In fact, the complex has a rather late Mughal feel to it. Originally the jury that awarded the project had felt that this Indianness was a drawback and that the Embassy should reflect the character of Belgium. But the Premier intervened and said that for him this was a qualification. Commenting on the influence of globalization on architectural practice, Gujral says “modern architecture is built for nowhere and speaks of nowhere. But building is like a human being – it has its own identity and provides an identity to its inhabitants.” According to Arjun Thapar, an architect who teaches at the School of Planning and Architecture ”The Embassy is not a pure building rather is architecture that reflects an artist’s thinking and personality.”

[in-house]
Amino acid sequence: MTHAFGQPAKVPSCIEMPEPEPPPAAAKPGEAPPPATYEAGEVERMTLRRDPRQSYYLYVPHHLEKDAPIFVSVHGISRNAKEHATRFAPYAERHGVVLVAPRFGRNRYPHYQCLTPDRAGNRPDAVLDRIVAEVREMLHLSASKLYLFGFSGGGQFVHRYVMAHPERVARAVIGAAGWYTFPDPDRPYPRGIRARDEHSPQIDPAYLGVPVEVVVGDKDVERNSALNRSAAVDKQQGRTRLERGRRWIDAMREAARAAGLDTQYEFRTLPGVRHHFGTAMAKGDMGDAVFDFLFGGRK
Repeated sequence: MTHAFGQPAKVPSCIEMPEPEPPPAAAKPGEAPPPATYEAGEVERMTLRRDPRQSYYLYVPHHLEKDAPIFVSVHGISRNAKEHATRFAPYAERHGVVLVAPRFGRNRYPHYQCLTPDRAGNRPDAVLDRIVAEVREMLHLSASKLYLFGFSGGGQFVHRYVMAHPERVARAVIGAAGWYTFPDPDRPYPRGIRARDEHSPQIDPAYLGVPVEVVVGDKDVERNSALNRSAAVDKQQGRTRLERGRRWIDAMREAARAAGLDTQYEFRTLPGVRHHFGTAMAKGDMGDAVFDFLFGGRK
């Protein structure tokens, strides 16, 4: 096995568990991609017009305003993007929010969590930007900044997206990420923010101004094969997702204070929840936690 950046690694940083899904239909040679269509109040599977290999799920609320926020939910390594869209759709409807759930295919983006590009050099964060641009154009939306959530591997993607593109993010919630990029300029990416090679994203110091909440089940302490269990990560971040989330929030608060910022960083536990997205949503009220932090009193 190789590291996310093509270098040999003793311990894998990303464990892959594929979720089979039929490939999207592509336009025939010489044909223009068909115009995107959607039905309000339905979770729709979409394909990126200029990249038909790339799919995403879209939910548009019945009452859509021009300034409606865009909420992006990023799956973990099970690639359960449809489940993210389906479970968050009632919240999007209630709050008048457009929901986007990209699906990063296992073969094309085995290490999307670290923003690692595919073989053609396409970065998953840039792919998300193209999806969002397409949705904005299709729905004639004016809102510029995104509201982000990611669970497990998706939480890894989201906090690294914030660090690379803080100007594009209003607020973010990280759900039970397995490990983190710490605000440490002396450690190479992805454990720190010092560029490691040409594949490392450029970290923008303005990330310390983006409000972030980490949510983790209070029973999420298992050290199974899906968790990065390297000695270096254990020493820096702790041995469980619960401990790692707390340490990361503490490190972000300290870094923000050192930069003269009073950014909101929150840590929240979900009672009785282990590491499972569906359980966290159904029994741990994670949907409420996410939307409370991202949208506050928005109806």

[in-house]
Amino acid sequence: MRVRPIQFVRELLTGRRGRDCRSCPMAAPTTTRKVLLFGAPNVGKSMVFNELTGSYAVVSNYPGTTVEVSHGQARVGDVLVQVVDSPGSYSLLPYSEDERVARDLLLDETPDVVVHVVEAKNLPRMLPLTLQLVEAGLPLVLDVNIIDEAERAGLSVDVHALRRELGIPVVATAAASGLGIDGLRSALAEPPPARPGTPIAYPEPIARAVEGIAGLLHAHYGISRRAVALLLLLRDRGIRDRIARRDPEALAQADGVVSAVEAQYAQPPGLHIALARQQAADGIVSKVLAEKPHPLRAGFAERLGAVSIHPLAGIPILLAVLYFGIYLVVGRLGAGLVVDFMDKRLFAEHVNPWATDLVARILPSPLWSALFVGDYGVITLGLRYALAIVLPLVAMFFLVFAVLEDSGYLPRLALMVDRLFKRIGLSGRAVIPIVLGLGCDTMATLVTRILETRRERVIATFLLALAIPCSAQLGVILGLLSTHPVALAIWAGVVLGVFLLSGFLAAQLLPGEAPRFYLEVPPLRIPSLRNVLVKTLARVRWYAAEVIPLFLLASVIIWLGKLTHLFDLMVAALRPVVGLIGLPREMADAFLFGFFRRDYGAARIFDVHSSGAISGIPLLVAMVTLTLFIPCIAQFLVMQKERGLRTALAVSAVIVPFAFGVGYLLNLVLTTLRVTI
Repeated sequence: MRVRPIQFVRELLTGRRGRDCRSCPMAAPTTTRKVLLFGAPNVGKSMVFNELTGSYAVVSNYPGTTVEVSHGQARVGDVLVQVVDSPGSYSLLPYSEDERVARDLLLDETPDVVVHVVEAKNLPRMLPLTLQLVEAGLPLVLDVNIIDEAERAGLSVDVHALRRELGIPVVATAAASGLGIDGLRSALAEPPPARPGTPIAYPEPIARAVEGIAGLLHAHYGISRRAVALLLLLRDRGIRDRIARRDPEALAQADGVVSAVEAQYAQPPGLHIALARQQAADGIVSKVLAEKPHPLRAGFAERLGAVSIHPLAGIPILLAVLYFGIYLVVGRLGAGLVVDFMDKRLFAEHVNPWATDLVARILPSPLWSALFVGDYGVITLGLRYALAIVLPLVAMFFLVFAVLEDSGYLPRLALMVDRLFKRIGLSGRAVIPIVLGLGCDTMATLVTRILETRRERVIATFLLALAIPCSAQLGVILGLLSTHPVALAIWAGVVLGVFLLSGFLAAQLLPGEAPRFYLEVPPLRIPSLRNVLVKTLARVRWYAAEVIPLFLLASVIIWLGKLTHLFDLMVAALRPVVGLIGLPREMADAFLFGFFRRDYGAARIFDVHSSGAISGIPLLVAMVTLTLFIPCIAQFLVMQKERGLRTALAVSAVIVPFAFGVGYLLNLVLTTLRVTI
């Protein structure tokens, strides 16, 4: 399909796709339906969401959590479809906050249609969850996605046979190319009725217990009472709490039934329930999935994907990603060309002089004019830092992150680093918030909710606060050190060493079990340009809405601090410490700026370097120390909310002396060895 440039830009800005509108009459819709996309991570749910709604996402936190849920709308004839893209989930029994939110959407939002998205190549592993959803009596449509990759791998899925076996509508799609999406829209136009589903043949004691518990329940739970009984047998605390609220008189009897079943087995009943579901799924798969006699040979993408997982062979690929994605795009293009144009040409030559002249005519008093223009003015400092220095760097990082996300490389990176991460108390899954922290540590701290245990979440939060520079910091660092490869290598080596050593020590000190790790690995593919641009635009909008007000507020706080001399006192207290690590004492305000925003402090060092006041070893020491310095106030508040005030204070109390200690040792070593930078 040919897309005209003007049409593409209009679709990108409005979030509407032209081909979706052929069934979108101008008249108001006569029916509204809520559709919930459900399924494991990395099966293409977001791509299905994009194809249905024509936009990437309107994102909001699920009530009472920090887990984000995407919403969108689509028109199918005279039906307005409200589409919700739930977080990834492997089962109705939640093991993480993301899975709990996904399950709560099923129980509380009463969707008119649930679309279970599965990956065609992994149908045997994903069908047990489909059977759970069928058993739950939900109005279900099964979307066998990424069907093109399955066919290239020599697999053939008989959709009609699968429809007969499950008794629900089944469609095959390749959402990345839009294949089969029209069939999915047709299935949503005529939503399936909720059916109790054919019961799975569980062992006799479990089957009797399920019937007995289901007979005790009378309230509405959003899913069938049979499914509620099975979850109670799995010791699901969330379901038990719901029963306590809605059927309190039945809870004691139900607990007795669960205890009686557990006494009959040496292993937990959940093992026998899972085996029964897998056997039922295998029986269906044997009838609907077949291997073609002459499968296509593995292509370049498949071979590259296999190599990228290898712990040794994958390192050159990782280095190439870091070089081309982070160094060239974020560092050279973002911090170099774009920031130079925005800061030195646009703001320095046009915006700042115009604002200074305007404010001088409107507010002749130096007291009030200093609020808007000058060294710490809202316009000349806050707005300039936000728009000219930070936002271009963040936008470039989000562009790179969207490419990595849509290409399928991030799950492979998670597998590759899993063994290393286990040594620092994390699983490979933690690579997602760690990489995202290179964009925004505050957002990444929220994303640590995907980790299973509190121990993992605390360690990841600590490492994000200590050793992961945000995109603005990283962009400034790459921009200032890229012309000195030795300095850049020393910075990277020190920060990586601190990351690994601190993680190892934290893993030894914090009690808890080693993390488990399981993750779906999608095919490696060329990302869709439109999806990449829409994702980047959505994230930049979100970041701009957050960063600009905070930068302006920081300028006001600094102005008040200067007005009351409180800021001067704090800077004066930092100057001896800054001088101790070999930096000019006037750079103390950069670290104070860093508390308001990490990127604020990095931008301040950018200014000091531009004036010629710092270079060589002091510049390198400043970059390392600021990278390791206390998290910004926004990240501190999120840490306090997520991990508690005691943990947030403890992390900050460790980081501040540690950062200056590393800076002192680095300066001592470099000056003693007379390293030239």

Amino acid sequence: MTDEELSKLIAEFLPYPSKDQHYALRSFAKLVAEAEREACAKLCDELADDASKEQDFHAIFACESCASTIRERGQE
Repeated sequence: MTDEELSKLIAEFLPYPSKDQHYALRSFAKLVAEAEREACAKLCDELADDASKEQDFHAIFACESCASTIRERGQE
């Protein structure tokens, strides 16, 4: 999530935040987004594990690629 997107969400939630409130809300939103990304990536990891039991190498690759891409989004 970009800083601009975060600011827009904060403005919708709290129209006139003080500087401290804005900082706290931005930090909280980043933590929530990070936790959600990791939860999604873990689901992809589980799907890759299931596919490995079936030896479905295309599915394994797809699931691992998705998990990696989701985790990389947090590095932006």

“When I sat down to design it, it was like I paint, without conscious thought that I want it to be like this or that- emotion finds its style. I introduced a sculptural element that was natural with my background. Where I used conscious thought was in the planning,” says Satish Gujral.

Sodhi concurs “the Belgian Embassy is a sculptural form, specially from the outside. Moving inside is like moving through sculptured space.” Herein lies the problem. “ Probably after having conceived of the form, Gujral didn’t want to compromise with it and was therefore not able to plan the openings, windows and doors, “ he clarifies adding “ we architects feel that form of the building should emerge form the foundations and function rather then vice versa.”

Gujral however feels that “professionals always abuse the non-professionals, and talk about techniques. It is only in the modern times that the divorce between architecture, sculpture and painting has taken place.”